If you are very familiar with open source technologies, you must have used
git commands before.
git merge and
git rebase commands are
git commands that are very similar in the sense that they offer the same result, but the key difference is in the way they achieve these results. This key difference between the Merge vs Rebase, two commands is what we shall look into in this post.
Lets say we are working on a project in our git repository, on the master branch created after our first commit, we have ‘ABC’, we make the b BOLD making the sequence ‘ABC’. On one of the feature branches, we make the c BOLD making the sequence to become ‘ABC‘. Now, let us see how these changes would be handled by
git merge and
ABC FEATURE / / ABC---ABC MASTER
This is the easiest way to merge a feature branch to the master branch is by using the following command.
git merge master feature
This joins the two histories together by replaying the changes that occurred on your feature branch after it diverged on top of the master branch. This is then recorded in a new commit, preserving the ancestry of each commit. Our illustration would now be like this for merge:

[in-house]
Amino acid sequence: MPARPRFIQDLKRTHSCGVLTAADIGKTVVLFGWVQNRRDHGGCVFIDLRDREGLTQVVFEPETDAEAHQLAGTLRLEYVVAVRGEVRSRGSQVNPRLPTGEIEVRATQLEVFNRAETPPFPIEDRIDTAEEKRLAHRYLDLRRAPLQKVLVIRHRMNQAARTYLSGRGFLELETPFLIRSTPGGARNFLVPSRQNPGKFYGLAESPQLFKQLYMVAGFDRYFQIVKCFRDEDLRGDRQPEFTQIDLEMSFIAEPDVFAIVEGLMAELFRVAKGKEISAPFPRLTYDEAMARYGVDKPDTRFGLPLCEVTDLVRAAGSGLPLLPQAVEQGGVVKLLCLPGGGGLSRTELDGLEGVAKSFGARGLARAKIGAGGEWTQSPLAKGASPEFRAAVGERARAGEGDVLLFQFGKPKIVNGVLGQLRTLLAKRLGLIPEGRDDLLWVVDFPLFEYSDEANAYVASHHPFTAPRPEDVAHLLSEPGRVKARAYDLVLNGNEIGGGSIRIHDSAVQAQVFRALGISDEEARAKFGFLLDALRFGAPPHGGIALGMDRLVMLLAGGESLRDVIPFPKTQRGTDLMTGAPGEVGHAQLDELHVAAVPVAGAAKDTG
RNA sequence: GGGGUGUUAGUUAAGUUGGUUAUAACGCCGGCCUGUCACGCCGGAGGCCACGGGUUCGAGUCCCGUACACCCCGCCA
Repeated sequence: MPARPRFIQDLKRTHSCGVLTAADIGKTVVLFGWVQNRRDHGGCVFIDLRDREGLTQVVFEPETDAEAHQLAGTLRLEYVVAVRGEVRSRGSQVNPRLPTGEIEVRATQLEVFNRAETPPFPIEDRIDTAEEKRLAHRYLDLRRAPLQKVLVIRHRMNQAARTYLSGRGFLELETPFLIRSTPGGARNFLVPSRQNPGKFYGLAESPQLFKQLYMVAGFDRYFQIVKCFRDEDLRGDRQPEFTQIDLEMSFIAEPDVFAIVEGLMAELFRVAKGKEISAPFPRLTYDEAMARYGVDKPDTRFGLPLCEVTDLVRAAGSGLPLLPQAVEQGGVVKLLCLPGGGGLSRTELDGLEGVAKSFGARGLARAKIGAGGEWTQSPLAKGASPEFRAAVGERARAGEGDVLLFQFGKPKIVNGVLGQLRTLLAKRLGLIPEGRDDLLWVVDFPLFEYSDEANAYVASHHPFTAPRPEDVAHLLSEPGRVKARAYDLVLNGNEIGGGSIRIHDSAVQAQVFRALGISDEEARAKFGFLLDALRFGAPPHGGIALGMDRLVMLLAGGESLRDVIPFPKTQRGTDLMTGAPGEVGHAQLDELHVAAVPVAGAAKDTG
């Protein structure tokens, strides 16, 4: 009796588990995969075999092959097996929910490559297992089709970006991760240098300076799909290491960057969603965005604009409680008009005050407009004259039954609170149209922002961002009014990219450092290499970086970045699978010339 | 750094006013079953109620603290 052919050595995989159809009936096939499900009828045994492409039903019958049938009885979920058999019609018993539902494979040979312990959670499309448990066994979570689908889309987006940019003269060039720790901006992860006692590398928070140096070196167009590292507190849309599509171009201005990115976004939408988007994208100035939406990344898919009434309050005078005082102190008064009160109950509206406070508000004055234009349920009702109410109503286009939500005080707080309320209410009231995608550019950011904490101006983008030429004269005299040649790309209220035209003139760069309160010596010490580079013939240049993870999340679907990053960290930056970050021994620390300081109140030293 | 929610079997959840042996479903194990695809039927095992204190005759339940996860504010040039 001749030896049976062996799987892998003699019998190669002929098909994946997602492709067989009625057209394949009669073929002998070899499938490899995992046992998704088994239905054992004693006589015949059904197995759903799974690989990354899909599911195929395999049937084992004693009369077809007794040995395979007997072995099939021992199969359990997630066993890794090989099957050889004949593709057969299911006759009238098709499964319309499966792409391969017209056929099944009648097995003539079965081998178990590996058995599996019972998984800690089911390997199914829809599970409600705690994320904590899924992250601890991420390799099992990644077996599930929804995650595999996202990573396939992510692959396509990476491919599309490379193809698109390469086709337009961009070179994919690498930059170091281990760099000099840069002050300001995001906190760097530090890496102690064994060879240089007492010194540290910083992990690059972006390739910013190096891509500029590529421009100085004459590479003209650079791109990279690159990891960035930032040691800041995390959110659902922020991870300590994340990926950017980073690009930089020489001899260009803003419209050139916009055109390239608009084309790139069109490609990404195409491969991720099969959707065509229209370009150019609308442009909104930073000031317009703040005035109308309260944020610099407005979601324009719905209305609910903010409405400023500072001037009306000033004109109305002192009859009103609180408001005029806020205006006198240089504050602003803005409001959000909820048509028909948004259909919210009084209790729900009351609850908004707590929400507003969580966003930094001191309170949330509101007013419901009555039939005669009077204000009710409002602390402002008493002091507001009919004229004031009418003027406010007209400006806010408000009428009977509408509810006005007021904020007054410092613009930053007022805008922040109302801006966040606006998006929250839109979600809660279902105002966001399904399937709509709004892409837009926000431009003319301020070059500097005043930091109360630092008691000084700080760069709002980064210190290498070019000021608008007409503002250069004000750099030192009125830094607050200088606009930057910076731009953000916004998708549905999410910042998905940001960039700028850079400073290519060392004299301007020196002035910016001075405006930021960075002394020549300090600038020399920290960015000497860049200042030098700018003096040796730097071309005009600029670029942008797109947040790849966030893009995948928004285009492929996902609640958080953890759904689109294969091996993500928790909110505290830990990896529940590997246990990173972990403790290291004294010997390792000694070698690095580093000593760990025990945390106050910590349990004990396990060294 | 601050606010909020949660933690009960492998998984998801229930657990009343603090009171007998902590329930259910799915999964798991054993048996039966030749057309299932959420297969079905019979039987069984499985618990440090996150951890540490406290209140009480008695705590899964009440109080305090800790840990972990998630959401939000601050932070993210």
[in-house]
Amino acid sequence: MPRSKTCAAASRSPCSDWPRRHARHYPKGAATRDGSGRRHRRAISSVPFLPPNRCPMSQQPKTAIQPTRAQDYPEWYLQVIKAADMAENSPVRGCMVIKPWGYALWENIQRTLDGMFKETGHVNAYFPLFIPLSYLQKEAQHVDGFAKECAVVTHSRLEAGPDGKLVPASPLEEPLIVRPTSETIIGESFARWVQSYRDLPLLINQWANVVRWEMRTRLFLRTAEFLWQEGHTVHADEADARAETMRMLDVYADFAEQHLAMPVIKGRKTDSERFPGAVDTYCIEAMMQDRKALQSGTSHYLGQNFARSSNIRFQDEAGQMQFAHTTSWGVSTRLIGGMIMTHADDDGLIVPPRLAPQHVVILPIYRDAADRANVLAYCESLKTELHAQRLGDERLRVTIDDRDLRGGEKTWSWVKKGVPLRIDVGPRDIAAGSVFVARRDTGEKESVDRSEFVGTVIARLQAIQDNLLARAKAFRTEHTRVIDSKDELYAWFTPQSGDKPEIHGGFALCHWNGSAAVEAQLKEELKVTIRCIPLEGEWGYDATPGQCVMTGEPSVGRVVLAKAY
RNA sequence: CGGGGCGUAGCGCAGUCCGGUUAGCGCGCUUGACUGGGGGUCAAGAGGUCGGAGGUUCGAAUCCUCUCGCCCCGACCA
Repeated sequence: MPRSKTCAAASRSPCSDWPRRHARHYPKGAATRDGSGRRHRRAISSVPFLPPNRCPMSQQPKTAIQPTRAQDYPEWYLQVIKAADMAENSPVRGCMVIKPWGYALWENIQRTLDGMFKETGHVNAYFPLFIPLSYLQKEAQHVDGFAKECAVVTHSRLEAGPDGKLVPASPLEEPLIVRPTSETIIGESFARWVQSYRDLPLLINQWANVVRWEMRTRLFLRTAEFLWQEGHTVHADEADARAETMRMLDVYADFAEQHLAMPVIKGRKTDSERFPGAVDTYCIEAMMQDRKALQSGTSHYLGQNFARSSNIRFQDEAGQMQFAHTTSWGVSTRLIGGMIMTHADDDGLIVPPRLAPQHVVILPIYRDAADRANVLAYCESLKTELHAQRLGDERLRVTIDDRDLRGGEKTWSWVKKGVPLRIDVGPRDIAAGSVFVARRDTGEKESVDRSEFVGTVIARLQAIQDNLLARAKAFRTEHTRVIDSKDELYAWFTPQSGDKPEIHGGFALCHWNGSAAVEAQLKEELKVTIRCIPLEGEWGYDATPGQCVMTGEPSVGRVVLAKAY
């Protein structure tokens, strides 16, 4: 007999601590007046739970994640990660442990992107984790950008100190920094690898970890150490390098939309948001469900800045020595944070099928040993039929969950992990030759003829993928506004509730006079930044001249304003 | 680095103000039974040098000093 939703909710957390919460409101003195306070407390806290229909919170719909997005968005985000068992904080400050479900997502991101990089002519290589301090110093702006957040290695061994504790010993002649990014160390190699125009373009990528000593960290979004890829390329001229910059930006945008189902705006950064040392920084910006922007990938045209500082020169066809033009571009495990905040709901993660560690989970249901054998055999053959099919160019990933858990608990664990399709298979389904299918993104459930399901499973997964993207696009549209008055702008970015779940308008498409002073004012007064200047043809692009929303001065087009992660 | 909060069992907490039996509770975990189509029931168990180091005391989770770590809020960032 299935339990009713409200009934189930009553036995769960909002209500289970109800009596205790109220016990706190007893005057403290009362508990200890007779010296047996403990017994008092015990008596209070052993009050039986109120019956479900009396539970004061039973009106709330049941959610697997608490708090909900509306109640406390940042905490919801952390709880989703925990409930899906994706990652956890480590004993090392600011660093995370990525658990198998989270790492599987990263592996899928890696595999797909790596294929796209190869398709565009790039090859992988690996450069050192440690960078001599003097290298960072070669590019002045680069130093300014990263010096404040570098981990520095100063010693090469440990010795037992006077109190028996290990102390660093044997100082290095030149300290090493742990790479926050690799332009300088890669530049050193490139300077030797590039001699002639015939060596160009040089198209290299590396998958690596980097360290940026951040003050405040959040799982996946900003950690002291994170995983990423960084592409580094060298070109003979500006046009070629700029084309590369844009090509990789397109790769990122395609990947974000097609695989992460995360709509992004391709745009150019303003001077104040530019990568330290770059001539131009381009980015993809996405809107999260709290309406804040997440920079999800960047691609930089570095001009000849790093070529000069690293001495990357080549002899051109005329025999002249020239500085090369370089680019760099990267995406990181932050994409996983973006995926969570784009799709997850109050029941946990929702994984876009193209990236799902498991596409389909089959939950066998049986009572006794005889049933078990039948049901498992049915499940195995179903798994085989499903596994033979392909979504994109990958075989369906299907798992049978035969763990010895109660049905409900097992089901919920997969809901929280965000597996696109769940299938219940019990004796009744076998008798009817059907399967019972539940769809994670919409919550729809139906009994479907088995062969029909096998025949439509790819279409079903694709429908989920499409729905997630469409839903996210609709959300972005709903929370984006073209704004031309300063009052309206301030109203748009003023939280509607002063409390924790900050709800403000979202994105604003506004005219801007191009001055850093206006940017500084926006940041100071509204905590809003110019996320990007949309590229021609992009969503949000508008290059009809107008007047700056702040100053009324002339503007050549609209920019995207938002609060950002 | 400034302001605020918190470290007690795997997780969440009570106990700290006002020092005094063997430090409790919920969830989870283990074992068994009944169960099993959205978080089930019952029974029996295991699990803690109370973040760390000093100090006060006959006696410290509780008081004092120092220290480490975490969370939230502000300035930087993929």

ABC FEATURE / \ / \ ABC---ABC---ABC MASTER
- Your history is always safe.
- You can easily retrace your steps.
- Ideal for working in teams.
- Too many merges
- History can become really clustered.
- Risk of pitfalls is really high.
This is the next alternative to merging.
git checkout feature git rebase master
Here, rebasing can be understood as “moving the base of a branch onto a different position”. This moves the entire
feature branch to begin on the tip of the
master branch, effectively incorporating all of the new commits in
master. But, instead of using a merge commit, rebasing re-writes the project history by creating brand new commits for each commit in the original branch. Our illustration would now be like this for rebase:
ABC---ABC FEATURE / / ABC---ABC MASTER
- Clean and void of unnecessary commits
- Effective for personal projects/private repositories.
- Useful for keeping a linear commit history.
- It is not advisable to use in Public repositories.
- It does not preserve project’s history.
- Rebasing and
pullrequests do not go well together.
- Reducing commits ends up hiding plenty contexts.
- Risk of breakage.
Experts recommend that:
- Merging is advisable for public projects that has a team working on it.
- Merging is the safest option to use as beginners and amateur users of git
- If you value a more clean and straight-line history, use rebase.
- If you value clarity and traceability of history, always merge.